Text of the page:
Responding to critics of homeschooling

As a homeschooler, one of the questions I get asked the most is “How do you respond to critics of homeschooling?”

That’s easy to answer. I say, “OK, Boomer” and move on with my day.

It’s remarkable how much that perfectly dismissive response sums up this issue. I have never had anyone under the age of 55 go off on me, dogmatically, about how I must enroll my child in the public school system. This is a policy position that is held almost entirely by liberal Baby Boomers. And, to be fair, only by liberal Baby Boomer women, typically with some past professional connection to the school system. It will go away once they leave the political sphere, which honestly can’t happen fast enough.

I can count on one hand the number of people I know from high school and college that even have their kids in public schools. They are either homeschooling or send their children to private schools that reflect their family values and academic ambitions. Even the Generation X and Millennial school teachers I know are not critics of homeschooling. The myriad problems in public education exhaust them.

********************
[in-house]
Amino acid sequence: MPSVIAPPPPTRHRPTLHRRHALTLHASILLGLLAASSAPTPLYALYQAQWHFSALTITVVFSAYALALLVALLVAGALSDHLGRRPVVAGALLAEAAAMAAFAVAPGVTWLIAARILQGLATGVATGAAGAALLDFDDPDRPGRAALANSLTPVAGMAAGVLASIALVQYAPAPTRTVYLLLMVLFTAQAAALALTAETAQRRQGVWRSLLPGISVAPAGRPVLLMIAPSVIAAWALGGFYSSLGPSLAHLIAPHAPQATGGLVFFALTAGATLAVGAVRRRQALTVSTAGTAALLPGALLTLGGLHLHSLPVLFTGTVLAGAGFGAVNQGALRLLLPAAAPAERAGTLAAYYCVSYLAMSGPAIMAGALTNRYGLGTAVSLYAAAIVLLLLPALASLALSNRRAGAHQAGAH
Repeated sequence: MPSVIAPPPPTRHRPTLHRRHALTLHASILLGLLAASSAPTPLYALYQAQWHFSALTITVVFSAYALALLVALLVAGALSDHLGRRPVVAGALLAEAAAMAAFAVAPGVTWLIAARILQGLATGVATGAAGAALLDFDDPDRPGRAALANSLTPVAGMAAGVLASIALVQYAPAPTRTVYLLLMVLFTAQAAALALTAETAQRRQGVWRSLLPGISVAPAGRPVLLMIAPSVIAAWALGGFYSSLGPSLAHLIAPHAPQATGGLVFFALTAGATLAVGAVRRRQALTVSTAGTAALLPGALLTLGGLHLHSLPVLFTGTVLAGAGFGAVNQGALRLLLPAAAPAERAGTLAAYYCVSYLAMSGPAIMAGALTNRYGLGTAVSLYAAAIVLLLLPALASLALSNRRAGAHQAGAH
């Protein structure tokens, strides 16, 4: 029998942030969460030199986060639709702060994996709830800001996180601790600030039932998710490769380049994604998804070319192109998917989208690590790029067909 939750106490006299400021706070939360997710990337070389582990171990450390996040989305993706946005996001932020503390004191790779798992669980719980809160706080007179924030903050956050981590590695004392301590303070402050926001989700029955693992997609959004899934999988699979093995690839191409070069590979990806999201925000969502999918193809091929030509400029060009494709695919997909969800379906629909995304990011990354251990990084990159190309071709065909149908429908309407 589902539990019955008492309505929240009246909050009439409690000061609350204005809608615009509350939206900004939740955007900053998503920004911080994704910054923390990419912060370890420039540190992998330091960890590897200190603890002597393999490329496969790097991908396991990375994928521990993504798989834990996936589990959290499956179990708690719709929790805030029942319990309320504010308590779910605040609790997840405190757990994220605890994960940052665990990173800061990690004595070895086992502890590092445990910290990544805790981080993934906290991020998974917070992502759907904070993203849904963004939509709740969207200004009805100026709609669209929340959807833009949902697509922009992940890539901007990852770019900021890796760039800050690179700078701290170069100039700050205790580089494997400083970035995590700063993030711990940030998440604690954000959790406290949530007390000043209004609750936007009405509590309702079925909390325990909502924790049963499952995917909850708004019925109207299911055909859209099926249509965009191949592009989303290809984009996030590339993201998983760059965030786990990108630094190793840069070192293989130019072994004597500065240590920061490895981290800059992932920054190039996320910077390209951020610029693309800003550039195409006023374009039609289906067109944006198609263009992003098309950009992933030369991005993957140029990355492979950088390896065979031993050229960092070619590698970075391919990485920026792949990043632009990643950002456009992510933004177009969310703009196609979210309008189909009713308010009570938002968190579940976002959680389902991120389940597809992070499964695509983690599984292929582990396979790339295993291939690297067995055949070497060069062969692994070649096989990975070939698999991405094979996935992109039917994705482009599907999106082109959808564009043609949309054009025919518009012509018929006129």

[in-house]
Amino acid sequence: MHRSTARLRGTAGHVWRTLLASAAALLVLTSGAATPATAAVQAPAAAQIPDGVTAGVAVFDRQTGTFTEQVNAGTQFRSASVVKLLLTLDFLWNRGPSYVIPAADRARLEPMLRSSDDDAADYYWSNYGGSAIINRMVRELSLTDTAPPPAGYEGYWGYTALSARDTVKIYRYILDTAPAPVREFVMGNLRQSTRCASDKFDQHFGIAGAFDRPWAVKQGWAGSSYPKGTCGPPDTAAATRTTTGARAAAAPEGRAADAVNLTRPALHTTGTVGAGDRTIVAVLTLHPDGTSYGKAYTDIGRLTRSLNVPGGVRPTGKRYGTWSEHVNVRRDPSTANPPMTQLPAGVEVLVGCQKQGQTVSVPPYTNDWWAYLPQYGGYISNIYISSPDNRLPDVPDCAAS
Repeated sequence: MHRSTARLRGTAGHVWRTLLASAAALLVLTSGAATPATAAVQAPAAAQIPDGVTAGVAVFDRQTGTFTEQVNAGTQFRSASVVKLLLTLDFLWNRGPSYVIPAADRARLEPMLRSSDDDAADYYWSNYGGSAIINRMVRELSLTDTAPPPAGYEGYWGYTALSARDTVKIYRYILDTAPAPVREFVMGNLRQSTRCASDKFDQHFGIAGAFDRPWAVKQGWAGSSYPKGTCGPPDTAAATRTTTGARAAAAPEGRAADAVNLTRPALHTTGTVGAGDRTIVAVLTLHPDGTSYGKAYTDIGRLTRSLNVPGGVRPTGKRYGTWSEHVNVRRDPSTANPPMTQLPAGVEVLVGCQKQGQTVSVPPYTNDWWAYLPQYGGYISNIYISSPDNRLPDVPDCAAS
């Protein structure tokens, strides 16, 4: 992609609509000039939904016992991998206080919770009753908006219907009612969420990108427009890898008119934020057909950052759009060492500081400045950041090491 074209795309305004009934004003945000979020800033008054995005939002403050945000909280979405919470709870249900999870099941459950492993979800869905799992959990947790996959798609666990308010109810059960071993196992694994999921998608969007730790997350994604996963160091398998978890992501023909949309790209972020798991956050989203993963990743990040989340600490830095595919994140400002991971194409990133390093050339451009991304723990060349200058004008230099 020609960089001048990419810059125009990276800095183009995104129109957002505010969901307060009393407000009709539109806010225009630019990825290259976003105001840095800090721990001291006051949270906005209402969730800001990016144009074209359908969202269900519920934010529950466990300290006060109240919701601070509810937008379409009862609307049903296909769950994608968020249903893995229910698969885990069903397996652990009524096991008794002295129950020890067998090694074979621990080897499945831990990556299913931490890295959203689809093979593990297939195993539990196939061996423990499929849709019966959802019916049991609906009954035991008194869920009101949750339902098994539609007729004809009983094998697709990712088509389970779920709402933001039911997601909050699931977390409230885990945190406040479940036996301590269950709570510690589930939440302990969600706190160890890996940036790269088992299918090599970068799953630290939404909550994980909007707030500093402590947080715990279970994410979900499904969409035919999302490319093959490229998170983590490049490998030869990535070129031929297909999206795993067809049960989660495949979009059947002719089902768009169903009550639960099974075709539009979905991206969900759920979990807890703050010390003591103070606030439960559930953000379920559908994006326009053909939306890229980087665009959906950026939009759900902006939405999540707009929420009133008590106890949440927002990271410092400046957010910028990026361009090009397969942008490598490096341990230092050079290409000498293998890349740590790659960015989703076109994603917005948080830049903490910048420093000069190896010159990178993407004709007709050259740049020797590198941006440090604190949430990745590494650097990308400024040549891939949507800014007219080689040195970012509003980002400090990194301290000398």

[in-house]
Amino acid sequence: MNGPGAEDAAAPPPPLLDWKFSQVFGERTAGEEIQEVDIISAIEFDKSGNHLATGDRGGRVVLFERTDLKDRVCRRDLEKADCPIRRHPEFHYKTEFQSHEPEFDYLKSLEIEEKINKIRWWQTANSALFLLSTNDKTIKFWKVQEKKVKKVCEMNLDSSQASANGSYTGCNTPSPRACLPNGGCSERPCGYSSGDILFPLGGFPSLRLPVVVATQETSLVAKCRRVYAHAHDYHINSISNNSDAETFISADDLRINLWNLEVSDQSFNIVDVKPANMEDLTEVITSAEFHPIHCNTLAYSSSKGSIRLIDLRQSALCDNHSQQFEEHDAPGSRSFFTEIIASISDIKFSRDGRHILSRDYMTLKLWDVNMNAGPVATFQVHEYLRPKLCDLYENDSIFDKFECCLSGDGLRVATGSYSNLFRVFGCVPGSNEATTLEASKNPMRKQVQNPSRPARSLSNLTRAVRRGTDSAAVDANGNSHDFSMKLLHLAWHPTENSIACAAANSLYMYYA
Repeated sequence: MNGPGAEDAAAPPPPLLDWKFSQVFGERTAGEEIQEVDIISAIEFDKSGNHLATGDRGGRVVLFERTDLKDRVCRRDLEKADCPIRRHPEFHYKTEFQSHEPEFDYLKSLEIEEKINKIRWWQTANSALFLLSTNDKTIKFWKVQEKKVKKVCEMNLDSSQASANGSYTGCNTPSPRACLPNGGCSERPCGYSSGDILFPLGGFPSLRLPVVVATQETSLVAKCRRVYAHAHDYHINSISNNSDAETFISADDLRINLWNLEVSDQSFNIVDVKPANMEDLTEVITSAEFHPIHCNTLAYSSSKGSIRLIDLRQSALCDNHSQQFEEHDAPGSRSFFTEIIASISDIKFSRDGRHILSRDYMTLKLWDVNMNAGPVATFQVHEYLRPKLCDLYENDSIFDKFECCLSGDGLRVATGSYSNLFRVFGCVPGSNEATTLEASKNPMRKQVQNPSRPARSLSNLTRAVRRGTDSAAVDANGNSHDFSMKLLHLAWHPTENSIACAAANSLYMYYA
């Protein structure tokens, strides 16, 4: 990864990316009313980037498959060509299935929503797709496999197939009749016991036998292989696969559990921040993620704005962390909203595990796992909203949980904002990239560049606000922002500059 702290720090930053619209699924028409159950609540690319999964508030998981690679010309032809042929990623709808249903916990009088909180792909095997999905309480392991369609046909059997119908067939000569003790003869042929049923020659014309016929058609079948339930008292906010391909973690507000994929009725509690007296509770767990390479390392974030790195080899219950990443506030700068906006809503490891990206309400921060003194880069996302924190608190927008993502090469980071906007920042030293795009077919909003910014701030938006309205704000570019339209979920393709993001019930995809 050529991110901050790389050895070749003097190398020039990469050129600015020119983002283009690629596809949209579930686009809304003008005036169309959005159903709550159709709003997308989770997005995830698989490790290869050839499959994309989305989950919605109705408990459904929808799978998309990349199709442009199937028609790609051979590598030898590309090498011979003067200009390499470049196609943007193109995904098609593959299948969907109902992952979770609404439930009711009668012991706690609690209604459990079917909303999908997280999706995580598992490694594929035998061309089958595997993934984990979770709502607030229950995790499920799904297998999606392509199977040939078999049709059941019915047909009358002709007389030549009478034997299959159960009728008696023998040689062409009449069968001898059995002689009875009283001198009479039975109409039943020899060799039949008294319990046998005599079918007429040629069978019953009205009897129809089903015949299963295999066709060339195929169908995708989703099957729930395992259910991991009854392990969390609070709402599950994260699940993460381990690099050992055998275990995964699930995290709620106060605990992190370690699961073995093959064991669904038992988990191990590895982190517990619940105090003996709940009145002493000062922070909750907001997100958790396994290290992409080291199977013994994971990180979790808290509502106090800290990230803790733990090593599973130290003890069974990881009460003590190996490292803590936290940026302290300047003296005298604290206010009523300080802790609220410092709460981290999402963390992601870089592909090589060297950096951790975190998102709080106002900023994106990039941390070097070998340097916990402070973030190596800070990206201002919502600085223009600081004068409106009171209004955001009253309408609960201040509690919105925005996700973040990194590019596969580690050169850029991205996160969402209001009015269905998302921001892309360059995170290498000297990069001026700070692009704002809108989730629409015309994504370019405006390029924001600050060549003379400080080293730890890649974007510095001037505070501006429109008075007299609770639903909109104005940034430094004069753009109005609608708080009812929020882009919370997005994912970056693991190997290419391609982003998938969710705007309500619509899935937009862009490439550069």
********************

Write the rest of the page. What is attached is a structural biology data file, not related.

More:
Passionate critics of homeschooling get an undue amount of attention from homeschoolers, in my opinion, considering critics of homeschooling themselves are a pretty narrow group culturally. You aren’t responding to a legitimate argument about education. You are responding to a loud minority that has permanently and ideologically detached itself from contemporary culture. Why let people like this get under your skin? The world is changing, and it is changing in your favor. Direct your energies to helping it change, not debating people who dwell intellectually in the past. That’s good advice on many topics, in fact.

If you talk to people who are parents now – as opposed to people whose children flew the nest a long time ago – substantially all of them understand the decision to reject the public school system for your child’s education. It is not irrational to want to raise your child in an environment that does not involve low-and-declining academic standards, active shooter drills, bullying both in person and online 24/7, shoving kids with special needs into closets – I mean, “quiet” or “reflection” rooms – for hours, blah blah blah. Many people who choose homeschooling now, unfortunately, are driven there by personal crisis – like their child has become a target and school administrators have willfully failed to protect them.